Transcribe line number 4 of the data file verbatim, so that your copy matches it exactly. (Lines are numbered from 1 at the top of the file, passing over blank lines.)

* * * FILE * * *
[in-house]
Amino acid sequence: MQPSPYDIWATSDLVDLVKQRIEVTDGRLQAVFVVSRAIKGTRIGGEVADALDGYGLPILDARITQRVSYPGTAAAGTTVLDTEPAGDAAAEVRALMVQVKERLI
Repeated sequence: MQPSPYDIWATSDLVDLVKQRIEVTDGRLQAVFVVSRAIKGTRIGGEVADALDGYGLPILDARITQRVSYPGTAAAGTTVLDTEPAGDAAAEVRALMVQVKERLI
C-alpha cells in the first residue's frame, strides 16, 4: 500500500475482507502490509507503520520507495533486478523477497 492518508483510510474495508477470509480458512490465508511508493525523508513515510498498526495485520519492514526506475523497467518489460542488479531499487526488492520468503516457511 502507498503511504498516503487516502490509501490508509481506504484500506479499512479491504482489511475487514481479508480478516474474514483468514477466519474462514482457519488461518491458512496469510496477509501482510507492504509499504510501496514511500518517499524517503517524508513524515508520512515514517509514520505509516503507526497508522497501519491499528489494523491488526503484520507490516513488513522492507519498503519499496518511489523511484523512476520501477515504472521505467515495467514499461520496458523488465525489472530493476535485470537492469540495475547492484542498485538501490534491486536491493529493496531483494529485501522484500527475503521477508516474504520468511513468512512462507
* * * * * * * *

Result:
C-alpha cells in the first residue's frame, strides 16, 4: 500500500475482507502490509507503520520507495533486478523477497 492518508483510510474495508477470509480458512490465508511508493525523508513515510498498526495485520519492514526506475523497467518489460542488479531499487526488492520468503516457511 502507498503511504498516503487516502490509501490508509481506504484500506479499512479491504482489511475487514481479508480478516474474514483468514477466519474462514482457519488461518491458512496469510496477509501482510507492504509499504510501496514511500518517499524517503517524508513524515508520512515514517509514520505509516503507526497508522497501519491499528489494523491488526503484520507490516513488513522492507519498503519499496518511489523511484523512476520501477515504472521505467515495467514499461520496458523488465525489472530493476535485470537492469540495475547492484542498485538501490534491486536491493529493496531483494529485501522484500527475503521477508516474504520468511513468512512462507